Wednesday, 17 June 2009

'Ah ken muckle'

The Truth About These Strange Times
by Adam Foulds

Until he won the Sunday Times Young Writer of the Year Award last year for this début novel Adam Foulds was gaining more financial support from his fork-lift-truck driving licence than his Creative Writing MA from UEA. Since then however he has been receiving the kind of reviews most writers would give their MA for, both in print and online. Knowing that his most recent novel was set in the nineteenth century and his previous book was a narrative poem about the Mau Mau uprising in Kenya I was slightly deflated to find that this first book begins in a far more mundane present-day Burnley. The cover too didn't fill me with confidence, falling somewhere between willfully quirky and chick-lit. Perhaps I never recovered from this shock, or wanted this book to be more like the aspirational writing which has come after it, but I never quite managed to let go and enjoy what this is: an solid debut with plenty to enjoy.

Saul Dawson-Smith is a ten year old with a gift. He can memorise the sequence of a shuffled deck of cards, recite pi to a thousand decimal places and will be tested to the limit in the upcoming World Memory Championship. For his father Les in particular, both proud and proprietorial of his son's gift which he thinks entitles him to 'the respect of all parents, of all people everywhere', this is the moment it has all been leading towards. Into their life comes Howard MacNamee, a grossly overweight Glaswegian whom we first encounter in a gym of all places (though only working there in the laundry), who is befriended by the family as the man on the spot to help Saul's grandmother when she collapsed and visit her in hospital (where he was recovering from a chip-fat induced skin graft) until her death. Howard is obviously not comfortable in their house but not simply for the obvious reasons.

These people were geniuses, no doubt about it, and never calm, never just watching telly and vegging out. Howard really missed the telly. Without it, he couldn't switch off and hang his tired mind in the wash of colours and friendliness. He thought of all the comedy shows he was missing, major new adverts he wouldn't even know about, all the gardening shows he could be learning from. Not having telly kept Howard inside himself at all times and this wasn't good. What with Saul's questions, all the tumult in his life, the questions provoked by every scrap of difference between his old life and the lives of these strangers, he was starting to have memories.

Those memories are slowly revealed through the book. A difficult childhood of bullying and domestic violence, not perhaps what you might have expected from the whimsical cover but it is a mark of Foulds deftness that he manages to handle both humour and pathos with equal assurance.

He saw his father uncontainable, unstoppable even by himself, approach his mother in two awkwardly overlong strides. His arm goes back. His mother, matter-of-factly, as if this is just something happening, an ordinary thing, like a bus going past or a shop closing, without crying out, doubles over and falls to the floor. Howard hiding under the window, has already had his and has nothing to do now but count how many times he kicks. One. Two. Three. Four. Five. Six. A pause; his father is tiring. Seven. He leaves with a crash, a great sucking commotion of sound through the front door, and the two of them are left on the carpet, far apart.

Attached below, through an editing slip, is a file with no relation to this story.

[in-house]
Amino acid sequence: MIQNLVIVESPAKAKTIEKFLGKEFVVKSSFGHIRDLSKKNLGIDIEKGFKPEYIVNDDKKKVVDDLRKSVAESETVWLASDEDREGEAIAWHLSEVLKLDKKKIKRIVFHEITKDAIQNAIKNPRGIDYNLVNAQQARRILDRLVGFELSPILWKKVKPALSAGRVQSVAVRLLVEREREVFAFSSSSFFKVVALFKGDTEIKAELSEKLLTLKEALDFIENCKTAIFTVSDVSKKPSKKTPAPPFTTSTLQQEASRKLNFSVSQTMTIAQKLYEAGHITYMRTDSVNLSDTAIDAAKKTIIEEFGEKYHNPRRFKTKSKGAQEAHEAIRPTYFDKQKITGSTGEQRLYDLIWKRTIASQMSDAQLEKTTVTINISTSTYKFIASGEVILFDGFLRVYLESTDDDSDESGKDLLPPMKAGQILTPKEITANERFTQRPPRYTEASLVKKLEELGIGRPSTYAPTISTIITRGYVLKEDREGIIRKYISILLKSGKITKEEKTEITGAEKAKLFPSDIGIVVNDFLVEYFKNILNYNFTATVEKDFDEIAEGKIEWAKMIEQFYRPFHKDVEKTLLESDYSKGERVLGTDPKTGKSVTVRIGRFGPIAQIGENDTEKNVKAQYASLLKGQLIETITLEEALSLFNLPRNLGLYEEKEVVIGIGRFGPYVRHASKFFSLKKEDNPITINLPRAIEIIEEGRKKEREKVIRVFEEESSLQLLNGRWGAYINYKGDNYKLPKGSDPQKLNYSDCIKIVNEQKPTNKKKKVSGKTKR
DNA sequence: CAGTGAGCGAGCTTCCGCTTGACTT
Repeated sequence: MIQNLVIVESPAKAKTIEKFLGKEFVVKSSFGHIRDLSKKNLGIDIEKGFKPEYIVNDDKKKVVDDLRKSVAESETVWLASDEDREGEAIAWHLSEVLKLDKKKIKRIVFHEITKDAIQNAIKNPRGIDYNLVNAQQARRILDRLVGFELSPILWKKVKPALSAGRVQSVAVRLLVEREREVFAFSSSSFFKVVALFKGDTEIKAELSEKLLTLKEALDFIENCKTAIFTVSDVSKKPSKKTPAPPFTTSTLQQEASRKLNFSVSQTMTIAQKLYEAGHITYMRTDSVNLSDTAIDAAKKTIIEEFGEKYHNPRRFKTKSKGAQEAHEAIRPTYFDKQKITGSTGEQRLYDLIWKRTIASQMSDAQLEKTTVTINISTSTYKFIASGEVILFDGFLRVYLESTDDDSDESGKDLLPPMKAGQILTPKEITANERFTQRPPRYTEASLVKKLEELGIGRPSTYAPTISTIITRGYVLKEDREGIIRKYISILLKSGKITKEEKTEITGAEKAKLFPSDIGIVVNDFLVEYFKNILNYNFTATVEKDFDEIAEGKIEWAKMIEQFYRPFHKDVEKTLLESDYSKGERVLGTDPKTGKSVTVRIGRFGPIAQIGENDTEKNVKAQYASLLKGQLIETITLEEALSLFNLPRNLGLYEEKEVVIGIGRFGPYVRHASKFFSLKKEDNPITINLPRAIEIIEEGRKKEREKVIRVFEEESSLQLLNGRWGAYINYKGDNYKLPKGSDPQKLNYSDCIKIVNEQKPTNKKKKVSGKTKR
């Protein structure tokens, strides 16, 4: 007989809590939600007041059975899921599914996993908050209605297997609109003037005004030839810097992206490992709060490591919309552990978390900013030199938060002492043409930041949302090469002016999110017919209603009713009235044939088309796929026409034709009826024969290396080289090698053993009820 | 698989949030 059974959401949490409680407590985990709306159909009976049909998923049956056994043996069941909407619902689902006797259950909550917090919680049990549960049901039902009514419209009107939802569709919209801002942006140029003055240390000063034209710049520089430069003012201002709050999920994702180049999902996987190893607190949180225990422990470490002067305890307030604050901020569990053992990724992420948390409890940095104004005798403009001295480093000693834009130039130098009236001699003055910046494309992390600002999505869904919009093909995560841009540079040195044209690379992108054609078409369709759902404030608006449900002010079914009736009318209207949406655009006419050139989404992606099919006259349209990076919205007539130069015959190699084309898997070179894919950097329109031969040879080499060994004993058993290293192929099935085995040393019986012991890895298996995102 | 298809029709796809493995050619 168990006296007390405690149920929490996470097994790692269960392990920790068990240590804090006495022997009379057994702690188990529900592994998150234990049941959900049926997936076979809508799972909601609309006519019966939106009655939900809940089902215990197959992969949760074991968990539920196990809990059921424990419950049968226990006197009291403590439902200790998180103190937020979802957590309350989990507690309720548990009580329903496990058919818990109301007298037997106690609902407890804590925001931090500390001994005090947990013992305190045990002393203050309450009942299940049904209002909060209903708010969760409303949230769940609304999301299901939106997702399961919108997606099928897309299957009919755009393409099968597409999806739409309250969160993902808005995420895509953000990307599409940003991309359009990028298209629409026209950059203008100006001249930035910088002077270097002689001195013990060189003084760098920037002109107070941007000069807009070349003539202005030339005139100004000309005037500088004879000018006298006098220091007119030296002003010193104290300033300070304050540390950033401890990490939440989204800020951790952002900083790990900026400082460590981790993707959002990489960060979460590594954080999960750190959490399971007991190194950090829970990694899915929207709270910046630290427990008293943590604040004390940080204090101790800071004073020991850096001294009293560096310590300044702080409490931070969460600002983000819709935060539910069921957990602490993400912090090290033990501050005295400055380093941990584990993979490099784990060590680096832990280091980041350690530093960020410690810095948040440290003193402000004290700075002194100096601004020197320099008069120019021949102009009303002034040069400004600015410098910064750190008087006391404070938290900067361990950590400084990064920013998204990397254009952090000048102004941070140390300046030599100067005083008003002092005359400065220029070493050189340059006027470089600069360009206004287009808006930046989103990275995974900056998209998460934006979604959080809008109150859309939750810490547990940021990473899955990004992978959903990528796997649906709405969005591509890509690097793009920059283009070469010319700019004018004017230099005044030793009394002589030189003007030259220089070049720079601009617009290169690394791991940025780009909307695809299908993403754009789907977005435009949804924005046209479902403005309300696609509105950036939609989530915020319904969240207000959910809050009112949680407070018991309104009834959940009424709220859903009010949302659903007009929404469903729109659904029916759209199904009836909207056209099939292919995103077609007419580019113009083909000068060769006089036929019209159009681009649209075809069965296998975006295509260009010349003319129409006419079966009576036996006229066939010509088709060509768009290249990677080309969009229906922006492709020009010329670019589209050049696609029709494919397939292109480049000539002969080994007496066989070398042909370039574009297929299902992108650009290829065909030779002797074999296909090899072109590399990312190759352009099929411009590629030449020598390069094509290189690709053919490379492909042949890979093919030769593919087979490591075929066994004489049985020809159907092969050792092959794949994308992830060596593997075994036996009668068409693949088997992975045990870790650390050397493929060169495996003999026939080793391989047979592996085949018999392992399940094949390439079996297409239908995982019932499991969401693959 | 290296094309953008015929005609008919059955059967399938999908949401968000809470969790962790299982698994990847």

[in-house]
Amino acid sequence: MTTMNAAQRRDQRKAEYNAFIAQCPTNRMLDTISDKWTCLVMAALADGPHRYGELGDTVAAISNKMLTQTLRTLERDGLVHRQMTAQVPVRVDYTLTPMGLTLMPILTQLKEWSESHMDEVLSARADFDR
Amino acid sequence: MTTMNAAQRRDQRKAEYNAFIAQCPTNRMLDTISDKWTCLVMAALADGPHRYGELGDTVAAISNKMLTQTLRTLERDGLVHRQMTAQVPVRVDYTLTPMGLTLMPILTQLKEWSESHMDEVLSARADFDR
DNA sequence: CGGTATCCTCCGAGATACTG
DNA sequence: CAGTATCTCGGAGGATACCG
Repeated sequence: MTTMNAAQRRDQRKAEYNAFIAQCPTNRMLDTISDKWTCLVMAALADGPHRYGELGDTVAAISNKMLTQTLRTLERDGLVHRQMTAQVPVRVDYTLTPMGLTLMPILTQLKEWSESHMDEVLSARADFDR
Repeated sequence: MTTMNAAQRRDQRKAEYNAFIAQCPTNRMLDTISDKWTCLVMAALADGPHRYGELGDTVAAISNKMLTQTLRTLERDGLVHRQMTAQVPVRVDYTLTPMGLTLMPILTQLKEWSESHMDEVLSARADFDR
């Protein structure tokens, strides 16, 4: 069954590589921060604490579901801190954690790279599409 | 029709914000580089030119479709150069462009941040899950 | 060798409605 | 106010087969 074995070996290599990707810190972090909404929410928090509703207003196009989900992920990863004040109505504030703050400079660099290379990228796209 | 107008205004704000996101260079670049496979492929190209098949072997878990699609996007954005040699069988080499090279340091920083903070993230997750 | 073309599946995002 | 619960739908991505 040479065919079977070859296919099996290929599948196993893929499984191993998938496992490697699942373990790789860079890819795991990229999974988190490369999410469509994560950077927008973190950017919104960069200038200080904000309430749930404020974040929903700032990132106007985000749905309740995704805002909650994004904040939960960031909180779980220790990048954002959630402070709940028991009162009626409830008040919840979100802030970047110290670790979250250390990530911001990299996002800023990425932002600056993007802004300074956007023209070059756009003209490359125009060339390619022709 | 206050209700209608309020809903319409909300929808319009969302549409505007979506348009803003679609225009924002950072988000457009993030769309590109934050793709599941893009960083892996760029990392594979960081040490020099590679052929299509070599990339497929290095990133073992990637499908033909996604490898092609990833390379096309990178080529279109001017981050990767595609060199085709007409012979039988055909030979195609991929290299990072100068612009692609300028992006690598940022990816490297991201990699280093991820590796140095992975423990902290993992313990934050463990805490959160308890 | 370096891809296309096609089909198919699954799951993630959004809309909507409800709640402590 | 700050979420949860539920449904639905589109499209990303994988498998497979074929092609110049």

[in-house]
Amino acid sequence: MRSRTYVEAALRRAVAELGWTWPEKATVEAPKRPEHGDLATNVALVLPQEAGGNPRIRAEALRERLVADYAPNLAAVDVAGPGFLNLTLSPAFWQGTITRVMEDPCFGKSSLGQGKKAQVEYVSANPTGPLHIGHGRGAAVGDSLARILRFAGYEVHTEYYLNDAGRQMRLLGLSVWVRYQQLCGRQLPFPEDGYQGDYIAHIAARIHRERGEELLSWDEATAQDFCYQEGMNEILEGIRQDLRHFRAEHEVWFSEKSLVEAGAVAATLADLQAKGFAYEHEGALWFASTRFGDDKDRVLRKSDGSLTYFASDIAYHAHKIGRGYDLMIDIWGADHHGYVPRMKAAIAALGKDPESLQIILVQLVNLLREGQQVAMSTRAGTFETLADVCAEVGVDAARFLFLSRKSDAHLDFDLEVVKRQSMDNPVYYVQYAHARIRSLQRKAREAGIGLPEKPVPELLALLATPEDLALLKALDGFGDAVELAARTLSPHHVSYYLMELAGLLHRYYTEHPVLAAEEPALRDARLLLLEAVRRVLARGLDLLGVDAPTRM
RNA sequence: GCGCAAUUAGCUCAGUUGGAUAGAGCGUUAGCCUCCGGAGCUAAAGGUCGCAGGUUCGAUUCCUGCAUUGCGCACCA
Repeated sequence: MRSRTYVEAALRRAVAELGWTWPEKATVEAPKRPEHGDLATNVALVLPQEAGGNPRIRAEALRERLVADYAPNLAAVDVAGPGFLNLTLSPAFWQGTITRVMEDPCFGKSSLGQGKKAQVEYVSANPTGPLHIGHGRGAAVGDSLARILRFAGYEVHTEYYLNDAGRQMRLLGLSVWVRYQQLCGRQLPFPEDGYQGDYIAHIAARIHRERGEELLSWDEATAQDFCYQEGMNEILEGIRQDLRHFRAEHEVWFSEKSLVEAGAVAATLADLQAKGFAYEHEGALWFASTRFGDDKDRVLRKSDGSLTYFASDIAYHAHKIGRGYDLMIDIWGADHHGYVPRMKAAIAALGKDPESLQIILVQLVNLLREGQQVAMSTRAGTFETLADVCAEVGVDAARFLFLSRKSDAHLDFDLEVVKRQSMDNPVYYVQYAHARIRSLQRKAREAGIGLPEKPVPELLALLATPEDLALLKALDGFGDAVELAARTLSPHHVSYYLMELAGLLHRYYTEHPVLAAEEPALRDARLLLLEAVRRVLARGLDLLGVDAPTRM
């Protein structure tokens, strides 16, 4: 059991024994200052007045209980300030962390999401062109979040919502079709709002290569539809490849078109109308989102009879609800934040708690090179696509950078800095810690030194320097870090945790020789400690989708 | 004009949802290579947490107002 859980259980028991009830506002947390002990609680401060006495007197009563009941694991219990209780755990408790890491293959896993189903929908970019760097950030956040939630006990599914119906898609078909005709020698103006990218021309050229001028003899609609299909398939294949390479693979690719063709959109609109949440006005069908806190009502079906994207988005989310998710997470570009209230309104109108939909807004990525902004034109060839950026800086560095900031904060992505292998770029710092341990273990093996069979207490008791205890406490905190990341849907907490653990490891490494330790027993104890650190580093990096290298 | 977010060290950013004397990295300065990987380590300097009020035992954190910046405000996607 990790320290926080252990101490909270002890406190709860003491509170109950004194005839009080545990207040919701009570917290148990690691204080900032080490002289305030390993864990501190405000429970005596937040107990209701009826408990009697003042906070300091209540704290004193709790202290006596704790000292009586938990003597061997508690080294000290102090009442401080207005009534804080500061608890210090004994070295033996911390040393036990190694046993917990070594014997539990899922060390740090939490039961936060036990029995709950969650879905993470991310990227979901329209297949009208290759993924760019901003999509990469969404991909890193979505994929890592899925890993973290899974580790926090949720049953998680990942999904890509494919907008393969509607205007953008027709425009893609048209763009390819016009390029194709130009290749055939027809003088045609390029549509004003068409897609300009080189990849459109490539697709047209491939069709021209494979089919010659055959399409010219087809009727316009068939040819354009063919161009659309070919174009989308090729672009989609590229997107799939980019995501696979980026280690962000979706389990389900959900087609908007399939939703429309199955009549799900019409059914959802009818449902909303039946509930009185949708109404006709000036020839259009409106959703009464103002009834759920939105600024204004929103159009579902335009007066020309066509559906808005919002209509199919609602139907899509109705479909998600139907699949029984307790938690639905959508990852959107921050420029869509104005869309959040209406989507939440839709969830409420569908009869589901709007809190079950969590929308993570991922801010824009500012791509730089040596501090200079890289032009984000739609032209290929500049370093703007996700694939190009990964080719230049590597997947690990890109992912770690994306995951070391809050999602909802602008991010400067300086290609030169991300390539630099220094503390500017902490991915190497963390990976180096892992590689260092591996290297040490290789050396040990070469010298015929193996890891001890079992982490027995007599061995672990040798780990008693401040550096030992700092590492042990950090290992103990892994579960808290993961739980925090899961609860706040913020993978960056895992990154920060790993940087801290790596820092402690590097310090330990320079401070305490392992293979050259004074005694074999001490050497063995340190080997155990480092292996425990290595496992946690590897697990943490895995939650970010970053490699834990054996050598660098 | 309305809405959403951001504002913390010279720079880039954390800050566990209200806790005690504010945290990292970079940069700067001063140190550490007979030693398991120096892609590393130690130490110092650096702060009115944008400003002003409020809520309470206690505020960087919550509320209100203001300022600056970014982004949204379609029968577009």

The road-trip that this odd couple embark on, born out of an attempt by Howard to rescue Saul, is really an opportunity for him to confront and atone for the past that he has managed so far to block out of his life, to attempt to rescue himself. This means that Saul is limited as a character, only really serving as a means of extracting Howard's story and the less said about the Russian bride sub-plot the better. That the climax towards which the novel builds is a bit of a non-event may have been intentional but it can't help but diminish the impact of the book.

On the positive side Foulds displays several talents along the way including some nice one-liners ('Howard's heart felt like a fat man trying to get out of a chair') and descriptive prose that captures the wonder of simple things like the moment when Howard and Saul play together with a flyaway football from the sweetshop or huddle together for warmth as they fall asleep in a field overnight. There are several moments where the prose takes on the qualities of poetry as when Howard watches those last moments pass over the face of Saul's grandmother in hospital, 'suddenly something changed, went, like water sinking into sand'. In fact I think the source of my frustration may have been the sense that this was a writer marking time, getting the first book finished before going on to write something closer to what he is really capable of. Which isn't the worst problem in the world, particularly when that book is on your TBR pile.


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